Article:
Katherine L. Byar,(1) MSN, APN, BC, BMTCN®, and Tricia Fredericks,(2) MD, MPH
From (1)Nebraska Medicine, Omaha, Nebraska; (2)University of Nebraska Medical Center, Omaha, Nebraska
Authors’ disclosures of conflicts of interest are found at the end of this article.
Correspondence to: Katherine L. Byar, MSN, APN, BC, BMTCN®, Nebraska Medicine, 987400 Nebraska Medical Center, Omaha, NE 68198. E-mail: email@example.com
J Adv Pract Oncol 2022;13(1):70–76 |
© 2022 Harborside™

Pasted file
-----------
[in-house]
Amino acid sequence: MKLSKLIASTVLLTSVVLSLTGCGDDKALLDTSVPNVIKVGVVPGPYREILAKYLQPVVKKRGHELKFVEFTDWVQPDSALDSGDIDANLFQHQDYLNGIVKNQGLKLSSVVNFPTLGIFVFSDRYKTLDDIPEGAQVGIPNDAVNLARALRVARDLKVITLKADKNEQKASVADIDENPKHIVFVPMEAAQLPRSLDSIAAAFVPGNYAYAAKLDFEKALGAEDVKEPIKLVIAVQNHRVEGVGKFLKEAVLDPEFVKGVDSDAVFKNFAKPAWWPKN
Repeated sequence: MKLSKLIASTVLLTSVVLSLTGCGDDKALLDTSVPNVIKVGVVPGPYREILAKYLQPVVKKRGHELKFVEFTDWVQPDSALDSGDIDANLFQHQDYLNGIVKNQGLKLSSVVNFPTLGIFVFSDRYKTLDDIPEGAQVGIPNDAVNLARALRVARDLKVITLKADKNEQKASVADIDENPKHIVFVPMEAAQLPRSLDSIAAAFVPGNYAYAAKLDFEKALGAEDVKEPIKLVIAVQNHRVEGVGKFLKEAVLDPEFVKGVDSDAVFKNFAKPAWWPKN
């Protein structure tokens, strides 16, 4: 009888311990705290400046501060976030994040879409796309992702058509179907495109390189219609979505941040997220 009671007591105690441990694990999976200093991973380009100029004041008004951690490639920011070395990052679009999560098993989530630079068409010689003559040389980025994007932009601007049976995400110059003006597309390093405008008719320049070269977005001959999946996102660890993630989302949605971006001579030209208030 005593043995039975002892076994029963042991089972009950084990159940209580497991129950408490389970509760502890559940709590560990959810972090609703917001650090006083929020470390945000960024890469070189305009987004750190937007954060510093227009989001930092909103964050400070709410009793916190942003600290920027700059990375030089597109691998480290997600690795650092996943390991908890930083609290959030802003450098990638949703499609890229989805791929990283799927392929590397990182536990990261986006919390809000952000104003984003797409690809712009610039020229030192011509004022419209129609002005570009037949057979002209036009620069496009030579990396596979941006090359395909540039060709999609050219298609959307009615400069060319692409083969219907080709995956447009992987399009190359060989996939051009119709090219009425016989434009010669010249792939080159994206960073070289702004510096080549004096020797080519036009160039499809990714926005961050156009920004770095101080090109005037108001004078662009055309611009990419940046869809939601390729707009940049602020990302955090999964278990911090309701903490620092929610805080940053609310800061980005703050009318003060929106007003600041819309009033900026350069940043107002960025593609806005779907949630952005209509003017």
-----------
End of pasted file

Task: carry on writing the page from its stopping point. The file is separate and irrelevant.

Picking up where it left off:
Leiomyosarcoma (LMS) is the most common soft tissue sarcoma in adults and can occur in any part of the body. Uterine leiomyosarcoma (uLMS) is the most common location for LMS, making up 2% to 5% of all uterine malignancies. It is an aggressive tumor that is challenging to treat because of its resistance to standard therapy. The majority of patients (60%) are diagnosed with early-stage disease. However, regardless of the stage, uLMS has a poor prognosis. Surgical resection is the cornerstone of treatment for patients with localized LMS independent of the site of origin. Adjuvant chemotherapy for early-stage disease remains controversial as multiple clinical trials have failed to demonstrate benefit on overall survival. Progress has been made in therapy for advanced and recurrent disease. This case study will highlight the current and emerging data regarding novel therapies for women with uLMS.
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